It’s cheaper to fly to the United States and back to buy some of Adobe’s software there than it is to buy it here

Adobe’s software pricing is outrageous…I know all about it too, running a newspaper using their products, just how much their licensing is.

When their CEO went to Sydney to open a new office he was ambushed and failed to answer specific questions regarding their software pricing.

It’s cheaper to fly to the United States and back to buy some of Adobe’s software there than it is to buy it in Australia. But that doesn’t appear to faze Adobe’s global chief executive Shantanu Narayen, who was forced to defend why his company charges Australians $1800 more for some of its software when compared with what it charges for the same software in the US.

Mr Narayen was in Sydney on Thursday to open a new Adobe office alongside Communications Minister Stephen Conroy and NSW Premier Barry O’Farrell, which will house about 200 staff.

But the main question journalists wanted Mr Narayen to answer was why his company continued to gouge Australians when charging for some of its products. As recently pointed out by technology website Gizmodo, in one instance it’s actually cheaper to fly to the US and back than to buy a product from Adobe on Australian soil.

Adobe’s Creative Suite Master 6 Collection, which in Australia costs $4334, carries a price of $US2599 ($A2509) in the US, leaving a price disparity of about $A1825. The Creative Suite includes software like image editing program Photoshop and video editing program Premiere Pro, as well as a bunch of other design software like InDesign, Dreamweaver and Fireworks.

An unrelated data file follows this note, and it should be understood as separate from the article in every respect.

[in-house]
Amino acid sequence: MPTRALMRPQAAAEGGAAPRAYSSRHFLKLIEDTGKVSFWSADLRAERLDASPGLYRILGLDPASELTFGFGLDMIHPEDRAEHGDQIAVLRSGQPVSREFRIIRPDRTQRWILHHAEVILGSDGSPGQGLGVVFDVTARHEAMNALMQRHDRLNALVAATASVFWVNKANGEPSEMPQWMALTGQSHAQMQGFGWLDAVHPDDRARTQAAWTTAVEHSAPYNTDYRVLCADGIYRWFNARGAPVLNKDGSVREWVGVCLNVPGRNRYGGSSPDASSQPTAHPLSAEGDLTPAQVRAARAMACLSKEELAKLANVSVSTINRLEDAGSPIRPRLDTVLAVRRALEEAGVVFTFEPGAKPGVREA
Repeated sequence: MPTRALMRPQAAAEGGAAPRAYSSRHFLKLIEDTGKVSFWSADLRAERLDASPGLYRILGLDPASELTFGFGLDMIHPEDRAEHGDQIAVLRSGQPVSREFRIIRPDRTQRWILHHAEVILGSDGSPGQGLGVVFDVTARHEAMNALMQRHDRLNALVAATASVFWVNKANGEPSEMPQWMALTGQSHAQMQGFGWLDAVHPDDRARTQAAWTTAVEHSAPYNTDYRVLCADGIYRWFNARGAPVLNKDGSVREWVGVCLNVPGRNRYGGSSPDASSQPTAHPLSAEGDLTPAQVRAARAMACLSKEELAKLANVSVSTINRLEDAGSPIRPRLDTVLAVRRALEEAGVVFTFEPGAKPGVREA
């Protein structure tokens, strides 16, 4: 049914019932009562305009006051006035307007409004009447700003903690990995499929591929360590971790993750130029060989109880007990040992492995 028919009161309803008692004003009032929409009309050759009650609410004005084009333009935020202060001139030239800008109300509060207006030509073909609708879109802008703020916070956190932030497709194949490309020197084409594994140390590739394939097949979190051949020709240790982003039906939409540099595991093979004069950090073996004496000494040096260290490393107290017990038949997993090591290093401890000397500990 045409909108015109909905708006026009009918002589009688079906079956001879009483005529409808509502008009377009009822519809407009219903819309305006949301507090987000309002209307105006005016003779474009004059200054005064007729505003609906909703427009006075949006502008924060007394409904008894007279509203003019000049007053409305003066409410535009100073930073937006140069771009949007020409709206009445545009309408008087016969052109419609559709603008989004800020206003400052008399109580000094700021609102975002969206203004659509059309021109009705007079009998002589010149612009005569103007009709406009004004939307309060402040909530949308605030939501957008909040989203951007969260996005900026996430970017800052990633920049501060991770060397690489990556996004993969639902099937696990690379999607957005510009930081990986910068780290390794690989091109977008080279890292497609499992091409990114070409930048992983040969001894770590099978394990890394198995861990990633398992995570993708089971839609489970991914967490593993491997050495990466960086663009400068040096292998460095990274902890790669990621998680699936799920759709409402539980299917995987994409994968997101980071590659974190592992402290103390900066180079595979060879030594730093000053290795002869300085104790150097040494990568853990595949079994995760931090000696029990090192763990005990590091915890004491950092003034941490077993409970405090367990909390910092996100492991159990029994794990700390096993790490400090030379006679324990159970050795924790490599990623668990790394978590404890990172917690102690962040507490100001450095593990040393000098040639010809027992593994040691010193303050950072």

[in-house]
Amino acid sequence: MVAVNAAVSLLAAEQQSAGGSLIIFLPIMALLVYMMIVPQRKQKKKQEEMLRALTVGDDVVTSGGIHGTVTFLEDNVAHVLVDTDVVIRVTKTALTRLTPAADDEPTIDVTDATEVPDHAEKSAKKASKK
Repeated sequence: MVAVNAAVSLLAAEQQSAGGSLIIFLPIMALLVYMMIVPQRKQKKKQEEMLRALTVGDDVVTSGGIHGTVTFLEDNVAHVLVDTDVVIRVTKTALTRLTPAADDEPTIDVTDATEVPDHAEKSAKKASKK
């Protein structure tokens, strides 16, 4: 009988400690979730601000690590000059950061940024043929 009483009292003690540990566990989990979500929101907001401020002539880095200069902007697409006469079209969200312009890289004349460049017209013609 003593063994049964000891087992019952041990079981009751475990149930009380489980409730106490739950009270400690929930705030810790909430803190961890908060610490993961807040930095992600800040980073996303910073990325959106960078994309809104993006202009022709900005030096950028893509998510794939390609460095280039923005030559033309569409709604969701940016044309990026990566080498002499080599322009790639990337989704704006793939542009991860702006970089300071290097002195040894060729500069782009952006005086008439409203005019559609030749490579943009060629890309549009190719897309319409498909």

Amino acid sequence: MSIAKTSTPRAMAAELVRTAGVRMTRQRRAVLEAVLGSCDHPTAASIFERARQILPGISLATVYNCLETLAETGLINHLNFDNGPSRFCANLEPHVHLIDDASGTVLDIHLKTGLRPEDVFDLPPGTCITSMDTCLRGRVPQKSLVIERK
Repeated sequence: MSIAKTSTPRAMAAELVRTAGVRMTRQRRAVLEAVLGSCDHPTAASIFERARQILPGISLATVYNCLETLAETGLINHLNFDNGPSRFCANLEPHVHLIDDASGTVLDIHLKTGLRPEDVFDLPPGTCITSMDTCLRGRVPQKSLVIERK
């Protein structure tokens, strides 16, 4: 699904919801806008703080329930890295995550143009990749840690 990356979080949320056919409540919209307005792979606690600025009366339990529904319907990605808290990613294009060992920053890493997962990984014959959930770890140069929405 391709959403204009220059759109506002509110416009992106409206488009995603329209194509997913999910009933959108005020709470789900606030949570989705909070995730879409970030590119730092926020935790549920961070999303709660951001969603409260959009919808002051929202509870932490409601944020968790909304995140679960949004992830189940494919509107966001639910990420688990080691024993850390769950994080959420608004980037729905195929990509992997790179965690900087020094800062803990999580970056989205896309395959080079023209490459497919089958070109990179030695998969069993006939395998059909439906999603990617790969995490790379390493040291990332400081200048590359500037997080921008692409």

“It’s still cheaper to fly from here in Sydney to Los Angeles, buy it there, and come home. By doing that I’d save $601, and I’d get Virgin Australia frequent flyer points, too,” wrote Gizmodo Australia’s Luke Hopewell.

Before answering questions, Mr Narayen predicted price disparity would become a topic of interest among journalists asking questions, and tried to avoid it by repeatedly saying that the future of Adobe was a move towards a cloud-based subscription service.

Software companies like Adobe actually encourage piracy with their over priced and bloated products.


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As much at home writing editorials as being the subject of them, Cam has won awards, including the Canon Media Award for his work on the Len Brown/Bevan Chuang story. When he’s not creating the news, he tends to be in it, with protagonists using the courts, media and social media to deliver financial as well as death threats.

They say that news is something that someone, somewhere, wants kept quiet. Cam Slater doesn’t do quiet and, as a result, he is a polarising, controversial but highly effective journalist who takes no prisoners.

He is fearless in his pursuit of a story.

Love him or loathe him, you can’t ignore him.

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